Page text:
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First drive: BMW 740Le xDrive iPerformance. Image by BMW.

First drive: BMW 740Le xDrive iPerformance
Plug-in hybrid power for BMW's 7 Series flagship - and a new badge too.


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BMW 740Le xDrive iPerformance

5 5 5 5 5

Put any preconceptions you might have about the feasibility of a 2.0-litre four-cylinder petrol engine powering a machine as big as BMW's 7 Series to one side - because the new 740Le xDrive iPerformance plug-in hybrid model might just be the pick of what is already a very exceptional range.

Test Car Specifications

Model tested: BMW 740Le xDrive iPerformance
Pricing: 7 Series from 63,530; 740e iPerformance from 68,330; 740Le xDrive iPerformance from 74,880
Engine: 2.0-litre turbocharged four-cylinder petrol with 88kW synchronous electric motor and 7.4kWh lithium-ion battery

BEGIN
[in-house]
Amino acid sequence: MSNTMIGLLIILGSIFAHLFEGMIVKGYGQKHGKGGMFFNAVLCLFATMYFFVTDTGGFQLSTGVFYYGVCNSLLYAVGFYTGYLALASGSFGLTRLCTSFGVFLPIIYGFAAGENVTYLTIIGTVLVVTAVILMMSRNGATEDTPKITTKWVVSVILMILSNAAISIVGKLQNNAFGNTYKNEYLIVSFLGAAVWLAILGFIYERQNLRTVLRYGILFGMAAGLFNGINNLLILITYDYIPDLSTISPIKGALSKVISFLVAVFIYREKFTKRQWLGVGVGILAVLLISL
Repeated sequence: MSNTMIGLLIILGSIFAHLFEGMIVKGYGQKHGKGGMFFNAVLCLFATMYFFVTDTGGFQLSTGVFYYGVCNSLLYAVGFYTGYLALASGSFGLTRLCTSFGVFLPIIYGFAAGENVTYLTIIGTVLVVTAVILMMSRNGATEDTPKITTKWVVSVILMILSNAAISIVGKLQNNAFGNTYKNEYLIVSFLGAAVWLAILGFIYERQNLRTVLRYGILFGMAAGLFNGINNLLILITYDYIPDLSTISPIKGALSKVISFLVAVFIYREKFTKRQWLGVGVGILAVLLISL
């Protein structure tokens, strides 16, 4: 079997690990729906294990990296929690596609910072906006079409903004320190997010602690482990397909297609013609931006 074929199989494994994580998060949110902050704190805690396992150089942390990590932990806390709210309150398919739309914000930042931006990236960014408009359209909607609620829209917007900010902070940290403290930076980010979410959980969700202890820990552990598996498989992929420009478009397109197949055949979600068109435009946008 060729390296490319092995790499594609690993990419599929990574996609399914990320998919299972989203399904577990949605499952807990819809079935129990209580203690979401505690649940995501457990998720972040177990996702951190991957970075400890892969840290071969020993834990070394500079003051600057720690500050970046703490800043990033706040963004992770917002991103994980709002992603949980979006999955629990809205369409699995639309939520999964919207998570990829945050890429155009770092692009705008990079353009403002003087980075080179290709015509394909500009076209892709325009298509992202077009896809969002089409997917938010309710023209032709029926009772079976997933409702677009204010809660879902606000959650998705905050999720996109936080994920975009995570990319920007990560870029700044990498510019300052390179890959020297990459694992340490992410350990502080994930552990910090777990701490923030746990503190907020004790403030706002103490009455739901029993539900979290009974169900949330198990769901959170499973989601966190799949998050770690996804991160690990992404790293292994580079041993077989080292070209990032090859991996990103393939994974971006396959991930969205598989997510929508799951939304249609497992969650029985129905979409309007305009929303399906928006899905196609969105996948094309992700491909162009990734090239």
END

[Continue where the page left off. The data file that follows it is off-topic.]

Transmission: eight-speed automatic, all-wheel drive
Body style: four-door saloon
CO2 emissions: 49g/km (VED Band A, 0)
Combined economy: 134.5mpg
Top speed: 155mph (limited)
0-62mph: 5.3 seconds
Power: petrol 258hp at 5,000- to 6,500rpm; electric 113hp at 3,170rpm; combined peak output 326hp
Torque: petrol 400Nm at 1,250- to 4,800rpm; electric 250Nm at 0rpm; combined peak output 500Nm

What's this?

Another of BMW's burgeoning portfolio of plug-in hybrid (PHEV) cars that aren't full 'i' machines like the i3 and i8, and so with four of such vehicles now in existence, BMW feels the 740e (or 740Le, if you go for the long-wheelbase version as tested here) should trigger the birth of a new sub-brand. You need to think of the core BMW models, such as a 120i or 330d, as being at the centre of a line with two wings stretching either side. For the customers who are keen drivers, along one wing you have M Performance (stage one, including cars like the M240i) and then proper M Division (stage two, M2, M4 etc.). In the other direction, with a focus on saving the planet, stage two is already represented by the aforementioned i-brand products, so to neaten everything up and balance the corporate naming policies, here we have iPerformance (eco stage one).